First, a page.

Yanukovych will dismiss Economy Minister Ihor Prasolov, Foreign Minister Leonid Kozhara and Industrial Policy Minister Mykhailo Korolenko for failing to inform the government in time about risks linked to signing an EU trade deal, Kommersant reported, without saying where it got the information.
Klitschko said partial firing of the cabinet isn’t enough. The opposition wants dismissal of all ministers, he said.
Protesters have blocked Kiev’s city center since last month when the government pulled out of the planned EU accord in favor of closer Russian ties. Hundreds of thousands joined competing demonstrations of the anti-government camp and supporters of Yanukovych yesterday as the U.S. and the EU ratcheted up pressure on the administration.
“People’s patience has just run out,” said Oleksandr Ivanyshyn, 45, a businessman from Lviv listening to the speeches with his family yesterday. “They squeezed everything from business and now all that’s left is ordinary people. The refusal to sign the EU deal and the dispersal of the protests by force was the last straw.”
EU foreign ministers met in Brussels today with Russian Foreign Minister Sergei Lavrov and EU chief diplomat Catherine Ashton to discuss Ukraine. After the talks, Lavrov said he found support for what he termed “three-way talks” on Ukraine’s possible free-trade deal with the EU.
EU Door Open
“The EU door remains open to Ukraine, but clearly they are not willing or able to walk through it,” U.K. Foreign Secretary William Hague told reporters in Brussels. “Ukraine should be able to decide on these things without external pressure.”
The U.S. threatened to impose trade sanctions on Ukraine over the crackdown on protesters and European lawmakers urged the 28-nation bloc to consider steps against Russia.
“Yanukovych needs the Russian money but is going to try to play for time,” Fredrik Erixon, director of the European Centre for International Political Economy in Brussels, said in a phone interview. “Any move to the Russian customs union will energize protesters and if Yanukovych walks down this path he’ll have to step up the brutality of his regime.”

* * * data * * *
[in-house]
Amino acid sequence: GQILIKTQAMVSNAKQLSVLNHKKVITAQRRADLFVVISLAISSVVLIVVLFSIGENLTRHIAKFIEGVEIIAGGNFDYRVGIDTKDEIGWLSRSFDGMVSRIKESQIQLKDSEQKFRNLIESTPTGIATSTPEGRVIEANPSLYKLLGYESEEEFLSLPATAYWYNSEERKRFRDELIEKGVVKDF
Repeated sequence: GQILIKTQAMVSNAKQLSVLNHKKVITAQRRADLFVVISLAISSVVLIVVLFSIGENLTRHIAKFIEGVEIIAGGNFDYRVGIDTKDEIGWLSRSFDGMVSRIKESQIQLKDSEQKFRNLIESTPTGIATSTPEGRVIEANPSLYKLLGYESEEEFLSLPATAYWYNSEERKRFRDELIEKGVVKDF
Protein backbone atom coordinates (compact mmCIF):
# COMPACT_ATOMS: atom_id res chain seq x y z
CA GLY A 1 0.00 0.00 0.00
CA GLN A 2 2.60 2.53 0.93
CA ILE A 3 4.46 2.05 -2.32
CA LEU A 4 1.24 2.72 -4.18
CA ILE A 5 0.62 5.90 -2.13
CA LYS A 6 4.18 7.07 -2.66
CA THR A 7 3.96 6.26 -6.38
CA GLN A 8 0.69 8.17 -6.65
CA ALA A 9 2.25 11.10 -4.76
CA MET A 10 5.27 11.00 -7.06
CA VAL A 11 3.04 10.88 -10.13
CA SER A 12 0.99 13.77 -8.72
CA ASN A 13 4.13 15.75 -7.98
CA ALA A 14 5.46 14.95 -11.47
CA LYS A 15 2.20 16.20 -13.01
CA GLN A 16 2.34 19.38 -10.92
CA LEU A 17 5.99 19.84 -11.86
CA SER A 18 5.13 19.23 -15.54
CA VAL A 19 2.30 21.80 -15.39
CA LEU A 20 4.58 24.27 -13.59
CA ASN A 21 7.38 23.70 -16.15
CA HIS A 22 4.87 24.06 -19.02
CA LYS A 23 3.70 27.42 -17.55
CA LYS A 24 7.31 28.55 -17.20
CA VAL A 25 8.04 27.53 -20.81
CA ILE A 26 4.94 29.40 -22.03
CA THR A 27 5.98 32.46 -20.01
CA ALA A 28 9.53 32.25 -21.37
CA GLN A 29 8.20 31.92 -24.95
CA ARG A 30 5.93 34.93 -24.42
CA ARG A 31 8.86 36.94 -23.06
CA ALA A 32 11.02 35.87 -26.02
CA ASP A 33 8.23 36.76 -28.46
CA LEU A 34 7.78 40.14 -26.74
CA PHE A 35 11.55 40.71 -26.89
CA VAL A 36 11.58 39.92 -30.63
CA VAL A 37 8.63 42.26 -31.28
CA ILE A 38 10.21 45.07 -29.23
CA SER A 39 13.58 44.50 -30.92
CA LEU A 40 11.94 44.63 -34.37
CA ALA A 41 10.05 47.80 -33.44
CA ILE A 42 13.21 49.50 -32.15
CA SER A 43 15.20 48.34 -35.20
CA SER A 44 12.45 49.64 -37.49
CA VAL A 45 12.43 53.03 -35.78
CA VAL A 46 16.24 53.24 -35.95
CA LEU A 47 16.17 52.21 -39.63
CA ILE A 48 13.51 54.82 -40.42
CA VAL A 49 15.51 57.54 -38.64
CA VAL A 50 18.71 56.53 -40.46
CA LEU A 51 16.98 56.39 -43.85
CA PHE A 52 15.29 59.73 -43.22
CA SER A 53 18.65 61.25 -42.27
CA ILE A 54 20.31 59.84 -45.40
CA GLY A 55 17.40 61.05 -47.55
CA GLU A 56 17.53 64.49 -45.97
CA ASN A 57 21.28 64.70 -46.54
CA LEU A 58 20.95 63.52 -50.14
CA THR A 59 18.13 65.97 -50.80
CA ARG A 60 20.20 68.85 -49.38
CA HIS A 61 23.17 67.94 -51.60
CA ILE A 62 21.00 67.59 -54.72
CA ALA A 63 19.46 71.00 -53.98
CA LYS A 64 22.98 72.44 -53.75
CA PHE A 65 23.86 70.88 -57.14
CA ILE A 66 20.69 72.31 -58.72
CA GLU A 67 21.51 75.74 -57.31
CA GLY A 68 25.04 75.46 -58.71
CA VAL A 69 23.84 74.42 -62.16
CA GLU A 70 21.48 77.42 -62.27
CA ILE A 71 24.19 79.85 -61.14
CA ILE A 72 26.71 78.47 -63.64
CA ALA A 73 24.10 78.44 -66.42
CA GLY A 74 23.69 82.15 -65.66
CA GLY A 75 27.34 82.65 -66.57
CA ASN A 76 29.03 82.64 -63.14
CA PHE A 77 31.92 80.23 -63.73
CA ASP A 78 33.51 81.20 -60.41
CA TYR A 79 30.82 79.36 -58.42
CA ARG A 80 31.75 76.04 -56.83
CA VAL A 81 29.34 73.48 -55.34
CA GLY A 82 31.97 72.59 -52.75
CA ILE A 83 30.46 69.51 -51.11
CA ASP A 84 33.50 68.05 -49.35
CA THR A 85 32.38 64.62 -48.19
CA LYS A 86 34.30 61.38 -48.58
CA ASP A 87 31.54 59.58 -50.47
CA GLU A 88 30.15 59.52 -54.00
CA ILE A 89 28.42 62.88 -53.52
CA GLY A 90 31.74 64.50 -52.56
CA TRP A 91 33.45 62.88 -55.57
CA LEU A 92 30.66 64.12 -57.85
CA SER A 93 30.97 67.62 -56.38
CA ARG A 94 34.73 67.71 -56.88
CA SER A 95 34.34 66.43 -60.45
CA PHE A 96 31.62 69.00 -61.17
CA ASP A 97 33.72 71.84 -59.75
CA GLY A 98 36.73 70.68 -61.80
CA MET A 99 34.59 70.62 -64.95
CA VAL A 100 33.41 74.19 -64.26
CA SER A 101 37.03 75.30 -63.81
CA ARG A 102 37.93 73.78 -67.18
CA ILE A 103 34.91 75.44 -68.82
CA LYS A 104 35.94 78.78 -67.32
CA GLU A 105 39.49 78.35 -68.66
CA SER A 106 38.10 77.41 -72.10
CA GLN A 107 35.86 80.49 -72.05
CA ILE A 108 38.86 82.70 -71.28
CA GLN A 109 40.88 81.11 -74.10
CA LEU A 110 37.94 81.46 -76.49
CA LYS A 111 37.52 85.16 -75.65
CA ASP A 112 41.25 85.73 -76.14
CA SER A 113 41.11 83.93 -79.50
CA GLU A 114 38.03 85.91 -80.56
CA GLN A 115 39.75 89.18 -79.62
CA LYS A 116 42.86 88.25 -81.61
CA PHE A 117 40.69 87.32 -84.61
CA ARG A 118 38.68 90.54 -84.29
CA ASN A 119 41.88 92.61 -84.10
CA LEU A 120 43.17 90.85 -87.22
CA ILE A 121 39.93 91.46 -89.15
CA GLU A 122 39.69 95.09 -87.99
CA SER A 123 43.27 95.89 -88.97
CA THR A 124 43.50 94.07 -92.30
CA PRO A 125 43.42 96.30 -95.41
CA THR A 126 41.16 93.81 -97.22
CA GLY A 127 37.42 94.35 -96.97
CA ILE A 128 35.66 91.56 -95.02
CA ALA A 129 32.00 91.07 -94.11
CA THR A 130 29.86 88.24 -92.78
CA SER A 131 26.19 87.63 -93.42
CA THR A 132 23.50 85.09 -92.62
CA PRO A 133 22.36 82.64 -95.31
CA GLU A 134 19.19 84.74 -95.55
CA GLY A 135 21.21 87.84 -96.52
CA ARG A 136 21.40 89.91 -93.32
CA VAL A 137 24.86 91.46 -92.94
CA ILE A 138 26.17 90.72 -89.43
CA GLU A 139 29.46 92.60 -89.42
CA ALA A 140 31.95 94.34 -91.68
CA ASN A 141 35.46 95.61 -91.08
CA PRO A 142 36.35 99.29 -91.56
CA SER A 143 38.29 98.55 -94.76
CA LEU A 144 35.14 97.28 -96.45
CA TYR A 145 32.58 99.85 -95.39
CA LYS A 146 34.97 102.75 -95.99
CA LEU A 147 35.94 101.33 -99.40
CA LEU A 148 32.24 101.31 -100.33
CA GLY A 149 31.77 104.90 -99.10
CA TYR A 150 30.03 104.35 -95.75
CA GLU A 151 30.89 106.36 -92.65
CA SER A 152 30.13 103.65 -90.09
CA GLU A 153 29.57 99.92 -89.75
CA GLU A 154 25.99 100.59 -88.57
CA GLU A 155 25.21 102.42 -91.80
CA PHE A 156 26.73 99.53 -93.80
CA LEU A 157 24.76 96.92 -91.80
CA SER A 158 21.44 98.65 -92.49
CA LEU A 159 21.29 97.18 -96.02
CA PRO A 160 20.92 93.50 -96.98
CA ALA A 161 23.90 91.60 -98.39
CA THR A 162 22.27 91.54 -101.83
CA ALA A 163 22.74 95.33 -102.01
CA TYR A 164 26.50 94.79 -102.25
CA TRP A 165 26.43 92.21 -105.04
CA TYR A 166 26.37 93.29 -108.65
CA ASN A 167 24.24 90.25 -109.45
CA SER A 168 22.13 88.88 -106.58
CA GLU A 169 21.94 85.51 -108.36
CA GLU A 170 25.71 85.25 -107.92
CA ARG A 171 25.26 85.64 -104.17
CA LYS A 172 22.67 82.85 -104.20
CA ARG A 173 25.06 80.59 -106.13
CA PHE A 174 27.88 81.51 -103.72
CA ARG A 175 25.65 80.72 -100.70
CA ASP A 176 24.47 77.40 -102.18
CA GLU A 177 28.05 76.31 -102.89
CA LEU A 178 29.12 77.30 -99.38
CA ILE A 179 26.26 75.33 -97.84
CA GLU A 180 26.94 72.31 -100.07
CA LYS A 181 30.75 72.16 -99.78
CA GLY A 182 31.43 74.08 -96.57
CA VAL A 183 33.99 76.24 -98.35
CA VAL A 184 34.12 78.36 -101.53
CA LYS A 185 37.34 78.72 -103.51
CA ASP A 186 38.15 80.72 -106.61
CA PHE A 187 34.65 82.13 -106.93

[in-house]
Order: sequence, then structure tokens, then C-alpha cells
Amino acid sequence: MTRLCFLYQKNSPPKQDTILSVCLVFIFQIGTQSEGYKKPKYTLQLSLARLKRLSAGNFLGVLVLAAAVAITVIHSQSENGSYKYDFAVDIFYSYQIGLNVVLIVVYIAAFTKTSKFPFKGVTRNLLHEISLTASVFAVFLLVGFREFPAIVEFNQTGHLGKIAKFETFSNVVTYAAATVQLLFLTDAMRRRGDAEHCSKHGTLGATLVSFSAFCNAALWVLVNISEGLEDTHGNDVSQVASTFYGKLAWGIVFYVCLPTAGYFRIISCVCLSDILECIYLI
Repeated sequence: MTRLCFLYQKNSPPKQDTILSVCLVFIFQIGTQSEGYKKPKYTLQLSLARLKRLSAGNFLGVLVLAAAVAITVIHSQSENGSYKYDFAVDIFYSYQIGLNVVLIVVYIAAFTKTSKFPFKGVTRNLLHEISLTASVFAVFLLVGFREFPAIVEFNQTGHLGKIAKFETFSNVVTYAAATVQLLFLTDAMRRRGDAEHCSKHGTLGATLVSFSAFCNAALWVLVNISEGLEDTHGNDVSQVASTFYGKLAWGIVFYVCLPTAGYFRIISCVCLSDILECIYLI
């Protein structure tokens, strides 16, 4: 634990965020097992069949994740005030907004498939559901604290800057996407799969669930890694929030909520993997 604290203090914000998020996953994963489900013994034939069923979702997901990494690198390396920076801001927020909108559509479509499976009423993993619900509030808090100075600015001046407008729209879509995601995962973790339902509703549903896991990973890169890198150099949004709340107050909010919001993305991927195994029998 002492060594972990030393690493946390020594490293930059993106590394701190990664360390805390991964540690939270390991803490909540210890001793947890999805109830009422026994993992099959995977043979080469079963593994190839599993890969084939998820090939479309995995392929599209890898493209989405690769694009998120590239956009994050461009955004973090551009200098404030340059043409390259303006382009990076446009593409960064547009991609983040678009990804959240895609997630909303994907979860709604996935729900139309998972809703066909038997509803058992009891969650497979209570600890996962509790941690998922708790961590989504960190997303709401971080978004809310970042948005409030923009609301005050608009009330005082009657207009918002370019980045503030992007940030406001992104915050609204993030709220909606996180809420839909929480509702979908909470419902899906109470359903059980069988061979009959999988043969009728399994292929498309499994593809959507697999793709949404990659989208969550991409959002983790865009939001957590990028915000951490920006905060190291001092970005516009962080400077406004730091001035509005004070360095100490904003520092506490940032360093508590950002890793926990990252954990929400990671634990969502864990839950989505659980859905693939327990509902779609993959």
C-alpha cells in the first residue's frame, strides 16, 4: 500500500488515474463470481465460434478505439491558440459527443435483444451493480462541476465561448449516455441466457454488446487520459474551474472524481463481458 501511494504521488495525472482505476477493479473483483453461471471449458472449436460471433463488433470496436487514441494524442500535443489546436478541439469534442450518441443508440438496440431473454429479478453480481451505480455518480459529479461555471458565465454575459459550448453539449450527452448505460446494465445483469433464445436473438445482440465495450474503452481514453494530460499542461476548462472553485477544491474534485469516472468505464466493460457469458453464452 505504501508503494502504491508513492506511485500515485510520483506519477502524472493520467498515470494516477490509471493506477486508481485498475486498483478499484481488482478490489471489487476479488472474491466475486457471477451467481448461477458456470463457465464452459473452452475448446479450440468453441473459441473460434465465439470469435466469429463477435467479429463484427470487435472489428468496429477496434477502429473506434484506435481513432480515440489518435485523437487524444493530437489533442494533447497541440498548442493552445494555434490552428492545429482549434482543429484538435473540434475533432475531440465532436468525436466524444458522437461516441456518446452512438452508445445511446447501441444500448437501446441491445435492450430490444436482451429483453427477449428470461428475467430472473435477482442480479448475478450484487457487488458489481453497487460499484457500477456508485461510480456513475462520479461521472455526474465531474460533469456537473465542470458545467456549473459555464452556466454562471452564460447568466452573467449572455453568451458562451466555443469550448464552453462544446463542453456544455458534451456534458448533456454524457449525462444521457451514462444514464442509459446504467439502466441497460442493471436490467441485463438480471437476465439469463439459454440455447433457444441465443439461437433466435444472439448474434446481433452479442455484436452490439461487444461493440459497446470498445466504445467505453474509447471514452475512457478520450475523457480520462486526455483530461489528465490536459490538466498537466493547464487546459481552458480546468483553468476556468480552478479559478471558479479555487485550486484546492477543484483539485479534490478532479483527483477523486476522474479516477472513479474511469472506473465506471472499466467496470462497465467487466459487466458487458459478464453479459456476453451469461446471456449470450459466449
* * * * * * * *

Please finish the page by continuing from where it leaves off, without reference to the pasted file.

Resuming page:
Anti-government protesters rebuilt barricades around the square that were removed by police last week. Fortifications include barbed wire, snow-filled sacks reinforced with logs, lumber and old tires. Alcohol is banned on the square by the organizers.
Borys Tarasyuk, an opposition lawmaker, said another anti- government protest is planned for tomorrow as a show of strength to coincide with Yanukovych’s Russia trip to prevent him from signing up to the Russian customs union deal.
Ukraine hasn’t given up talks with the EU on signing an association agreement, First Deputy Prime Minister Serhiy Arbuzov said in a 1+1 television interview late yesterday, as confirmed by his spokesman.
Ukraine’s consideration of the EU deal was followed by Russian bans on exports such as chocolate. Yanukovych warned on Dec. 13 that the protests are hurting the country’s economy.
“The Russians know that Yanukovych is playing just as much of a game with them as with the EU,” the German Marshall Fund’s Forbrig said. “But he’ll only be able to play this game as long as there are two sides to play off against each other.”
--With assistance from Stepan Kravchenko in Moscow and Jones Hayden in Brussels. Editors: Leon Mangasarian, Andrew Langley